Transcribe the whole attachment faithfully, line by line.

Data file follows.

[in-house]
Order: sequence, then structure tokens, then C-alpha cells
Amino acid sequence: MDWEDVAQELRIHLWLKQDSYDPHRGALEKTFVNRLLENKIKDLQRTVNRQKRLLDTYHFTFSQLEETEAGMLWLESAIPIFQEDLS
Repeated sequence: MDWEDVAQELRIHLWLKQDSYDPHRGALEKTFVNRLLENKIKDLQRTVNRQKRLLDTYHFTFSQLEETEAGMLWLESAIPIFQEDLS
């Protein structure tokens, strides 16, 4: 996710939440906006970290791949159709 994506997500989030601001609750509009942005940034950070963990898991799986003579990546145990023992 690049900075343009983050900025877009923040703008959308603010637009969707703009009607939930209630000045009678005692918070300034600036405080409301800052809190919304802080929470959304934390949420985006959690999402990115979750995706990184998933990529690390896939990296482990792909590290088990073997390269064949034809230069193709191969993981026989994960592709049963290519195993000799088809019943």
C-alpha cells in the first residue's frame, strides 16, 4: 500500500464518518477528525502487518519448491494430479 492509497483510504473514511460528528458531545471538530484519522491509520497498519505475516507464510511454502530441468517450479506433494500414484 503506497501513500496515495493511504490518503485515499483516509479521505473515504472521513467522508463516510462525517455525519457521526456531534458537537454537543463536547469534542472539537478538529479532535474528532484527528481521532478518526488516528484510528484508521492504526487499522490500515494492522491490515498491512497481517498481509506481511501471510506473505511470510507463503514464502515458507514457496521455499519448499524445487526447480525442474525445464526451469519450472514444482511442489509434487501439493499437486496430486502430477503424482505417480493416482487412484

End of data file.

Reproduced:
[in-house]
Order: sequence, then structure tokens, then C-alpha cells
Amino acid sequence: MDWEDVAQELRIHLWLKQDSYDPHRGALEKTFVNRLLENKIKDLQRTVNRQKRLLDTYHFTFSQLEETEAGMLWLESAIPIFQEDLS
Repeated sequence: MDWEDVAQELRIHLWLKQDSYDPHRGALEKTFVNRLLENKIKDLQRTVNRQKRLLDTYHFTFSQLEETEAGMLWLESAIPIFQEDLS
């Protein structure tokens, strides 16, 4: 996710939440906006970290791949159709 994506997500989030601001609750509009942005940034950070963990898991799986003579990546145990023992 690049900075343009983050900025877009923040703008959308603010637009969707703009009607939930209630000045009678005692918070300034600036405080409301800052809190919304802080929470959304934390949420985006959690999402990115979750995706990184998933990529690390896939990296482990792909590290088990073997390269064949034809230069193709191969993981026989994960592709049963290519195993000799088809019943």
C-alpha cells in the first residue's frame, strides 16, 4: 500500500464518518477528525502487518519448491494430479 492509497483510504473514511460528528458531545471538530484519522491509520497498519505475516507464510511454502530441468517450479506433494500414484 503506497501513500496515495493511504490518503485515499483516509479521505473515504472521513467522508463516510462525517455525519457521526456531534458537537454537543463536547469534542472539537478538529479532535474528532484527528481521532478518526488516528484510528484508521492504526487499522490500515494492522491490515498491512497481517498481509506481511501471510506473505511470510507463503514464502515458507514457496521455499519448499524445487526447480525442474525445464526451469519450472514444482511442489509434487501439493499437486496430486502430477503424482505417480493416482487412484